Colchicine for the Prevention of Postpericardiotomy Syndrome Academic Article uri icon


  • Postpericardiotomy syndrome (PPS) is a troublesome complication of cardiac surgery, occurring in 10–45% of cases. Accepted modalities of treatment include nonsteroidal anti-inflammatory drugs, corticosteroids, and pericardiectomy in severe cases. The optimal method for prevention of PPS has not been established. Recent trial data have shown that colchicine is efficient in the secondary prevention of recurrent episodes of pericarditis. The iam of the present study was to evaluate the possible benefit of colchicine for the primary prevention of PPS in patients after cardiac surgery. To the best of our knowledge, this is the first study addressing this issue. Patients and Methods: A prospective, randomized, double-blind design was used. The initial study group included 163 patients who underwent cardiac surgery in two centers in Israel between October 1997 and September 1998. On the 3rd postoperative day, the patients were randomly assigned to receive colchicine (1.5 mg/day) or placebo for 1 month. All were evaluated monthly for the first 3 postoperative months for development of PPS. Results: 52 of the 163 patients were excluded because of postoperative complications, noncompliance, or gastrointestinal side effects of treatment. Of the 111 patients who completed the study, 47 (42.3%) received colchicine and 64 (57.7%) placebo. There was no statistically significant difference between the groups in clinical or surgical characteristics. PPS was diagnosed in 19 patients (17.1%), 5/47 cases (10.6%) in the colchicine group and 14/64 (21.9%) in the placebo group. The difference showed a trend toward statistical significance (p < 0.135). Conclusions: Colchicine may be efficacious for the prevention of PPS in patients after cardiac surgery. Further evaluations in larger clinical trials are warranted.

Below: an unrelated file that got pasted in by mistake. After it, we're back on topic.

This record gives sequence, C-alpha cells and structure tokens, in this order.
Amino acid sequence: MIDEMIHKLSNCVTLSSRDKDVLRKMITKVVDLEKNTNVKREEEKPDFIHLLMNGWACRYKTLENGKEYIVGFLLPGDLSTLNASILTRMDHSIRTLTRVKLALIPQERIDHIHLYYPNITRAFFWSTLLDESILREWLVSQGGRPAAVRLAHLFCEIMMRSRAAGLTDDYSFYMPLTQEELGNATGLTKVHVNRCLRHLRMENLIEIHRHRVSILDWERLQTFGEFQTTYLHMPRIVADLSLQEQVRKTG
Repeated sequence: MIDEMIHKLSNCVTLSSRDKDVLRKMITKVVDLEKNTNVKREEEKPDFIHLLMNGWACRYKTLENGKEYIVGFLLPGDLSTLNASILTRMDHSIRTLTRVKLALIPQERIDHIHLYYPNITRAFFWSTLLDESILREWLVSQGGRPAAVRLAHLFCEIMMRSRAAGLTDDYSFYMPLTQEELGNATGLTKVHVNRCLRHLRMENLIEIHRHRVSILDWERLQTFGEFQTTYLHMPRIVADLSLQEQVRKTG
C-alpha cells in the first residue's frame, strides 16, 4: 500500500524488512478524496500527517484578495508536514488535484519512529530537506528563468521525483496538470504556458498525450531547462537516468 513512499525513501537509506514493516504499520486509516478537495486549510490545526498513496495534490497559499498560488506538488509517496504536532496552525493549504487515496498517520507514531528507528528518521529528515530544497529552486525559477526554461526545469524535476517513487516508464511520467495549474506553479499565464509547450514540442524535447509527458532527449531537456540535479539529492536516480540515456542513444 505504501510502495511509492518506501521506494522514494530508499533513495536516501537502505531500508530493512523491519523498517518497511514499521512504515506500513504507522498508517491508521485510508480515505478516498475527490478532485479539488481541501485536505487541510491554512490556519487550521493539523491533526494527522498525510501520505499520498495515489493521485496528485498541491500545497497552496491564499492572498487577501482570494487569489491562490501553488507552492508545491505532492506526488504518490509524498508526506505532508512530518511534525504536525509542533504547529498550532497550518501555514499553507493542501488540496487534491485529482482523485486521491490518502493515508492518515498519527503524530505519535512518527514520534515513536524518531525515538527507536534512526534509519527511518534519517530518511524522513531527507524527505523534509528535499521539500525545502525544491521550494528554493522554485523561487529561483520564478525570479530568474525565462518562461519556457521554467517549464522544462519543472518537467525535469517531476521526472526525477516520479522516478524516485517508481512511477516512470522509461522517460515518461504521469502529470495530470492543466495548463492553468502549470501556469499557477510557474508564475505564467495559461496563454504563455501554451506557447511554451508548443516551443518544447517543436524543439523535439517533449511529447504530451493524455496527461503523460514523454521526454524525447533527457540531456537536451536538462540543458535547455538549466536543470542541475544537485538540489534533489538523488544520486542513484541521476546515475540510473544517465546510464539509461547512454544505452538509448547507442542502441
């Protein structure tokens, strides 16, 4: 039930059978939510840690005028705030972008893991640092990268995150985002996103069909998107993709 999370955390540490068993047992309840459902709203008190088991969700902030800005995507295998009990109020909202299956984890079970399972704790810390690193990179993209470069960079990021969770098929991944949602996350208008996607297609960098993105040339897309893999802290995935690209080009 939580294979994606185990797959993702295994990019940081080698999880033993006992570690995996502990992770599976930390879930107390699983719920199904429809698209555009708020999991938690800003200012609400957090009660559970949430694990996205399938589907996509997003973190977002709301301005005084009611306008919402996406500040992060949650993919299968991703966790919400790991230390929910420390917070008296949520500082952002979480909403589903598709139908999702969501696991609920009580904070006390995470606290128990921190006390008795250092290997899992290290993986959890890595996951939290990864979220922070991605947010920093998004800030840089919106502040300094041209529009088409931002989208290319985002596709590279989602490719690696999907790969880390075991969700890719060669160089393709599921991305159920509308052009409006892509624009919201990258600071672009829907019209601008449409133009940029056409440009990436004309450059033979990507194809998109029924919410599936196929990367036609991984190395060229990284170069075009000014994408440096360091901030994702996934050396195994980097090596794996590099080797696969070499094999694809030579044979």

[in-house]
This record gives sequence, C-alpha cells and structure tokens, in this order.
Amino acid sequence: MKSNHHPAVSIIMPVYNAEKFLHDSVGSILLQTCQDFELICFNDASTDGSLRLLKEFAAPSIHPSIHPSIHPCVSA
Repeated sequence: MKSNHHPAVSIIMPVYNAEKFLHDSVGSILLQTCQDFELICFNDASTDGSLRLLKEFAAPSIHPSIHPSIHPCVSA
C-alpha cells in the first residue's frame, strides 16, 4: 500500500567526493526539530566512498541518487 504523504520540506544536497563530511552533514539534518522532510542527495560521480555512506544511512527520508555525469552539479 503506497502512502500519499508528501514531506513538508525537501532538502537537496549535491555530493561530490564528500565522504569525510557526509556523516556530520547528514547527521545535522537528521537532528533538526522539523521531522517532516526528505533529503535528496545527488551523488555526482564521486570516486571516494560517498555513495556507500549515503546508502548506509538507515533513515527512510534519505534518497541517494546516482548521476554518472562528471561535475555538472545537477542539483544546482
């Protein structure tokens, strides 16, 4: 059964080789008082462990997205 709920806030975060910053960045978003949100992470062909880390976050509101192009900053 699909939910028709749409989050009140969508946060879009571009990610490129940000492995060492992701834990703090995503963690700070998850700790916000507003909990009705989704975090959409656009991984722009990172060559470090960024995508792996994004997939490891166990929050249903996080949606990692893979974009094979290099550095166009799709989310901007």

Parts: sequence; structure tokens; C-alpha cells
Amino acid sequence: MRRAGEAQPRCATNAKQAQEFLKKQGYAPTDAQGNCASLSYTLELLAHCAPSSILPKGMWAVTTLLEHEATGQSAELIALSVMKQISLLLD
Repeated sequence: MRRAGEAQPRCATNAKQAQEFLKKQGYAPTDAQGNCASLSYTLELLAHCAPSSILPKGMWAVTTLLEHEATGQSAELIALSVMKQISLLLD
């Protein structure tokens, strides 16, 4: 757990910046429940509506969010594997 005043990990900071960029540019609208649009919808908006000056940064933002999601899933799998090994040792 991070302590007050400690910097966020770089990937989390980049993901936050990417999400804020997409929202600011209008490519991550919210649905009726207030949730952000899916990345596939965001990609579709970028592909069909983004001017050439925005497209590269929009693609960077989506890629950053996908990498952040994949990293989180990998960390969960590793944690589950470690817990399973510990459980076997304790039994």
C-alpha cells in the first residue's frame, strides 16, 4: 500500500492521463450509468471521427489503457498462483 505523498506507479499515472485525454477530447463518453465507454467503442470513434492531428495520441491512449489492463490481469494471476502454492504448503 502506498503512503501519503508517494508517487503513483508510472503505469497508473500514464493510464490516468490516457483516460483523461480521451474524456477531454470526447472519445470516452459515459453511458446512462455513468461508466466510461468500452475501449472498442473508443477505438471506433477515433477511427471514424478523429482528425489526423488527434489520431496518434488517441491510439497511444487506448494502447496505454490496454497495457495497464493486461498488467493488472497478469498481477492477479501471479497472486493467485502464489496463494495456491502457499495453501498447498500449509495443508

publication date

  • January 1, 2002

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